Even companies that don’t accept such offers will still benefit. Think about the craft brewery market. Any list of the top private investment opportunities will include craft brewing and distilling. Consumers’ growing demand for craft beers and spirits is cutting into the profits of big alcohol companies, leading them to get in on it by acquiring companies that meet that demand. Despite this, not everyone sells; many microbrewery businesses stay profitable for many years. I believe the same thing will happen in the cannabis industry.
Unlike Big Tobacco, who are knowingly selling a deadly and addictive product, cannabis doesn’t have the kinds of individual and societal harms that tobacco, alcohol, or pharmaceuticals do. To the degree that cannabis is a replacement for those substances, there will likely be a net benefit to society. Much like it’s considered a huge achievement for environmentalists that many fossil fuel companies are now investing into renewables, so too should it be heralded when big tobacco, alcohol, and pharmaceutical companies start investing in cannabis.
A New Kind of Industry
One of the most heart-warming and motivating aspects of this new legal cannabis industry is that it feels really different from other industries. Many people I know who are getting started in the cannabis industry have spent most of their lives in jobs where they had to hide their love of cannabis and other aspects of who they really are. In this new industry, people are energized and feel part of something larger, for they are making history together. This energy infuses every interaction. At ArcView meetings, it is common for people to hug each other as a greeting. So often, new members will tell me how this phenomenon made them realize they truly entered a new kind of industry.
People feel closer to each other in this industry in real ways. I think it has something to do with the fact that after meetings, many people consume cannabis together. Cannabis has a way of increasing empathy and curiosity and can help people remember what is most important to themselves and the world. The future will be filled with moral dilemmas for the soul of the cannabis industry, and thankfully, we have a great plant teacher and a decades long social justice movement to help us continue building a new kind of industry.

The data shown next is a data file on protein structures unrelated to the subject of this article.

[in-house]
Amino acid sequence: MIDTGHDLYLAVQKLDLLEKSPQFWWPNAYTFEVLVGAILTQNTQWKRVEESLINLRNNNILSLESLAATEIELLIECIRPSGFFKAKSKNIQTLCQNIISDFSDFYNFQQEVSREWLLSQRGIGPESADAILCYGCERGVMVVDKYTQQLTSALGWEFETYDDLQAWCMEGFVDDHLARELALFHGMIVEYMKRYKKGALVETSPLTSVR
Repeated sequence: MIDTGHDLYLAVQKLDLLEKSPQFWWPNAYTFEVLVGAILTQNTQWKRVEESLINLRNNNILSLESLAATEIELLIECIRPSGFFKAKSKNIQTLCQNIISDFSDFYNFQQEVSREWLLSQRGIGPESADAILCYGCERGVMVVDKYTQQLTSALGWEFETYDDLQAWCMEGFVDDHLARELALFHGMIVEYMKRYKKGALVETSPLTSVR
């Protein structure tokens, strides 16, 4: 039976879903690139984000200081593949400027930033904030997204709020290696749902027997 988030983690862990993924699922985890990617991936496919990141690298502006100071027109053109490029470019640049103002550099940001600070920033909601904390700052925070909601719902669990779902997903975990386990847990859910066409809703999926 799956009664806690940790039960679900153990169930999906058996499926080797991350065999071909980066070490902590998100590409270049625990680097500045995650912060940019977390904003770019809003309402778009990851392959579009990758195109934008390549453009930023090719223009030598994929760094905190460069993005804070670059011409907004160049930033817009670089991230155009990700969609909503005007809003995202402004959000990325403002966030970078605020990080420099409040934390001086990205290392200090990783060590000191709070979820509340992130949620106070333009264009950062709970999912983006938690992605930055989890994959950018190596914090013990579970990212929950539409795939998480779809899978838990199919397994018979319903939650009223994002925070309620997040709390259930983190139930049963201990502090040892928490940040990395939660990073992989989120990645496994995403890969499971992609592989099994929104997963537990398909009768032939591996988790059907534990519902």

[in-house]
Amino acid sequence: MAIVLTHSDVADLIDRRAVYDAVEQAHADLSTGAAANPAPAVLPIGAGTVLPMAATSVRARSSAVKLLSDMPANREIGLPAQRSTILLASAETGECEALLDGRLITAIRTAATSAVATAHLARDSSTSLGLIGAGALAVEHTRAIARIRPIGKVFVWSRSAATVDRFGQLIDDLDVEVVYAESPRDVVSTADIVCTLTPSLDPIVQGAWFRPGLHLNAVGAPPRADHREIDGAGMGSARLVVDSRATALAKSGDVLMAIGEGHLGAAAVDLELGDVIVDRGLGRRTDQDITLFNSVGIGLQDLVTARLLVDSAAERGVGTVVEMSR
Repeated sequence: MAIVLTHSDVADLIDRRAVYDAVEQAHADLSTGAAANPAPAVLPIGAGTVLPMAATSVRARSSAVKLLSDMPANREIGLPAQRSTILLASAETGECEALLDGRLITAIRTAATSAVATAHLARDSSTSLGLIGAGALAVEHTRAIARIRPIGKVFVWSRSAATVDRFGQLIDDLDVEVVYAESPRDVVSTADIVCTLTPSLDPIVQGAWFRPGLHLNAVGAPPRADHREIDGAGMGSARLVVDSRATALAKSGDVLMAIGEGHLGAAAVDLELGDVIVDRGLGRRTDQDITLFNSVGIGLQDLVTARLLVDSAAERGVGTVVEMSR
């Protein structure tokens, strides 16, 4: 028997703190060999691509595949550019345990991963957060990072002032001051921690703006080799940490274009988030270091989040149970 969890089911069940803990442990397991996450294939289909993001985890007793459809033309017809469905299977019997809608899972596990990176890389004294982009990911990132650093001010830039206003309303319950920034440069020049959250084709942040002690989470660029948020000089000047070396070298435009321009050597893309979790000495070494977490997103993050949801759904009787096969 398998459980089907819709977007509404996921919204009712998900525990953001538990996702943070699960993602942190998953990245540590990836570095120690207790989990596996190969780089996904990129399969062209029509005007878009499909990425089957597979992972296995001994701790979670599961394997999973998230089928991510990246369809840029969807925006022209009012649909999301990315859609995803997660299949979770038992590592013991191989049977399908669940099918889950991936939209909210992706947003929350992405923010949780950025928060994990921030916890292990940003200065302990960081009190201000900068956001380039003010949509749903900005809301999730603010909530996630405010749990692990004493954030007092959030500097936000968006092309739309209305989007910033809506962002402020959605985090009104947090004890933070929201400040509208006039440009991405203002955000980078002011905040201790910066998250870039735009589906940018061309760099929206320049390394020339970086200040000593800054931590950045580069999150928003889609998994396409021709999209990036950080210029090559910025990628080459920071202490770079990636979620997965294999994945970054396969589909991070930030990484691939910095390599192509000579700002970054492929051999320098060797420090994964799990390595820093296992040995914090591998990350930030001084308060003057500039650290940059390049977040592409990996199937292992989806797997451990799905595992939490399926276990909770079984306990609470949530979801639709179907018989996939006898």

About MAPS | Founded in 1986, the Multidisciplinary Association for Psychedelic Studies (MAPS) is a 501(c)(3) non-profit research and educational organization that develops medical, legal, and cultural contexts for people to benefit from the careful uses of psychedelics and marijuana.
About Troy Dayton/The ArcView Group | Troy Dayton co-founded cannabis investment and research firm, The ArcView Group, in 2010 and serves as CEO. ArcView created the ArcView Investor Network where more than 500 high net-worth investors have pumped more than $67 million into 105 cannabis-related ventures and raised more than $815K for the legalization effort. ArcView also publishes The State of Legal Marijuana Markets, the most oft-cited market data and analysis report on the industry. ArcView co-founded Cannasure Insurance Services in 2011 and launched Canopy, a business accelerator in 2015. Troy is a board member of the Marijuana Policy Project and is a founding board member of the National Cannabis Industry Association. He is co-founder of Students for Sensible Drug Policy and also helped launch and served as the first sales director at Renewable Choice Energy, which was recently named the #1 green power provider by the EPA. In 2007–2008 he served as the Director of Development at MAPS. He can be reached at firstname.lastname@example.org.
This article was originally published on weediabuzz | Courtesy of MAPS